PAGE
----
When I was a junior in college, I spent a semester abroad in Florence, Italy, studying art history. While there, my colleagues and I traveled to Milan to visit a convent that was built in 1463 and is home to Leonardo da Vinci’s “The Last Supper.” We stood in the dark, quiet church and observed a conservator toiling away on scaffolding in front of the masterpiece and learned that over the past 500 years the painting’s condition has been compromised by its location, the materials and techniques da Vinci used, humidity, dust, and poor restoration efforts. Instead of attempting to restore the image, that particular conservation effort sought to prevent further deterioration and uncover da Vinci’s original painting. My colleagues and I held our collective breaths and tried to imagine what it was like to follow the strokes of a master and keep his work alive. Experts will tell you that this work is time-consuming and precise — it’s the work of mad scientists.
The Gibbes Museum of Art in Charleston has been under renovation since fall 2014, and in that time, much of the permanent collection has been stored in Atlanta at the High Museum of Art’s fine-art storage facility. Several pieces from the collection were in need of conservation, including the large marble sculpture “The Wreck of the Rose in Bloom” 1809, by John Devaere, and the gilded frame from the painting “Charles Izard Manigault and his Family in Rome” from 1831.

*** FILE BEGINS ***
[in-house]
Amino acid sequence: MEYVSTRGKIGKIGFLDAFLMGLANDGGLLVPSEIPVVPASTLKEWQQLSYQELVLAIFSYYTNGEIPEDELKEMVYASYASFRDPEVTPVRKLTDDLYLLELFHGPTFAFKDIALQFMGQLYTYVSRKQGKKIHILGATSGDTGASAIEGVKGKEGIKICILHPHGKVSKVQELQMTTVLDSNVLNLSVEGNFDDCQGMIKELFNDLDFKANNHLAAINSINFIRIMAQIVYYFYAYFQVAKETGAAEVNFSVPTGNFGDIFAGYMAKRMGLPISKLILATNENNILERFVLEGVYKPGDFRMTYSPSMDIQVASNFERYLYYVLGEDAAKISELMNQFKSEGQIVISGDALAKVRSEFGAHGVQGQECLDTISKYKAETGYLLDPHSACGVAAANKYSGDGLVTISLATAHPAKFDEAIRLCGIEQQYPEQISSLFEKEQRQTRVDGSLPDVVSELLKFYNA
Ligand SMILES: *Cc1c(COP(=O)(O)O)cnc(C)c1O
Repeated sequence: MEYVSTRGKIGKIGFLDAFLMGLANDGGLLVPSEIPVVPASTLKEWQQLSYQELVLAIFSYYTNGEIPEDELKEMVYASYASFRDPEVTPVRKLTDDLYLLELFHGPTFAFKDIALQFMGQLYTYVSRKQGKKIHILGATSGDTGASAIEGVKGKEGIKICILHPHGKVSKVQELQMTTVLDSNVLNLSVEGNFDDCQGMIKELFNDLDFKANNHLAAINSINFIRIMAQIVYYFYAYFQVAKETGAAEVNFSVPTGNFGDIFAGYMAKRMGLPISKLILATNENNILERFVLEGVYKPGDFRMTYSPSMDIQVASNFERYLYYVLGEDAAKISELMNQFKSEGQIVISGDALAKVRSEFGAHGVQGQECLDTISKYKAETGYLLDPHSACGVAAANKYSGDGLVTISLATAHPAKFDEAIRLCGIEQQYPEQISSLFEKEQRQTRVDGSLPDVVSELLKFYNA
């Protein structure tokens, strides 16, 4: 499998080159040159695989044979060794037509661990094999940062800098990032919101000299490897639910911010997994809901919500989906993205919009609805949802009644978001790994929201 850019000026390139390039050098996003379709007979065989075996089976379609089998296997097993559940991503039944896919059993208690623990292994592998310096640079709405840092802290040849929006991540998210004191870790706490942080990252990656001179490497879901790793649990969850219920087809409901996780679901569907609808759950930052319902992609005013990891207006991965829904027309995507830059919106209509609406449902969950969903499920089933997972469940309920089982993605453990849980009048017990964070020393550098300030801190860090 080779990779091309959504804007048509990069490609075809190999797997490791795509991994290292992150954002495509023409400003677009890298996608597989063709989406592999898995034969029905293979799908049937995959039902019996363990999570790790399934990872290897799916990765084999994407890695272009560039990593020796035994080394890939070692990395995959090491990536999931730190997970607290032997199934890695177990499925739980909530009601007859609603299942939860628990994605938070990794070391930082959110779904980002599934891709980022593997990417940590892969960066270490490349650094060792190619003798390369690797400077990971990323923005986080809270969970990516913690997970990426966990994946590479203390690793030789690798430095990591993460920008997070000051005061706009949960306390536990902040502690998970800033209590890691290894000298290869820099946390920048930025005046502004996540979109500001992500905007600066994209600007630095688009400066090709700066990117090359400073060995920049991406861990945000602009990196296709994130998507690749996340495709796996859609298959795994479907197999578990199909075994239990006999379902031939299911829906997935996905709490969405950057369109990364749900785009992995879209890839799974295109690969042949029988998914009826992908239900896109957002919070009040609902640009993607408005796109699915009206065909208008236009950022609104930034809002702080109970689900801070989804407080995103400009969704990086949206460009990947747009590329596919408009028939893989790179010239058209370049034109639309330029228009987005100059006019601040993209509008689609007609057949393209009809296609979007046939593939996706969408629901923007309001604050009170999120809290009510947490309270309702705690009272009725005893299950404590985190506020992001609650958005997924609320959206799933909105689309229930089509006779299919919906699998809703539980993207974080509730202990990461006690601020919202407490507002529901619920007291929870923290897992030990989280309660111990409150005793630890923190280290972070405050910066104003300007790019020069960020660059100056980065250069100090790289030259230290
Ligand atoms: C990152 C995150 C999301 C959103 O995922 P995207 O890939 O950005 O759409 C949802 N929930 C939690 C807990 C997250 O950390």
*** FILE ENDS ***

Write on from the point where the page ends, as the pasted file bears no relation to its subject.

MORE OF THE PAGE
The marble relief was commissioned as a memorial to Gen. John McPherson, who died in the shipwreck of the Rose in Bloom. McPherson, a member of the South Carolina militia during the Revolution, is shown drowning while his daughter is rescued by a sailor. The relief was carved in London by a Flemish artist for the Scots Presbyterian Church who ultimately rejected it because the figures were “immodest,” and it was given to the Gibbes Museum in 1937.
The painting of Manigault and his wife, Elizabeth, by Italian painter Ferdinando Cavalleri is set in a heavy gilt frame that was damaged by time and wear. For conservation of these works, the Gibbes hired Michelle Savant and Larry Schutts of the Atlanta Art Conservation Center. Using before and after photos, the couple will talk on their work at the upcoming Insider Art Series event. The series was launched to engage the community with art while the museum was under renovation.
“The Wreck,” as it is fondly referred to by museum staff, is an 800-pound sculpture that hung on an exterior wall of the museum until the 1970s addition, when it was moved inside and displayed in the promenade for the past 30 years. “I don’t think people really know what it takes to clean and conserve a work of art,” says Zinnia Willits, Gibbes director of collections and administration. It took six guys and a hydraulic lift to get “The Wreck” off the wall and shipped to Atlanta. Willits has traveled to Atlanta to work with the conservators, and recently, to manage the loan of the Manigault painting to the Society of the Four Arts in Miami for an exhibition, “An Eye for Opulence: Charleston Through the Lens of the Rivers Collection,” curated by Brandy Culp, curator at the Historic Charleston Foundation. Both fully restored pieces will be displayed in the Main Gallery when the museum reopens in May.
I am grateful that I was able to observe a conservator toiling on “The Last Supper,” but if I went back to that church in Milan today, I doubt I’d know she was ever there. That’s why conservation matters. The point is not to know these mad scientists were ever there. The point is to maintain the art so it can be seen as it was intended for hundreds of years.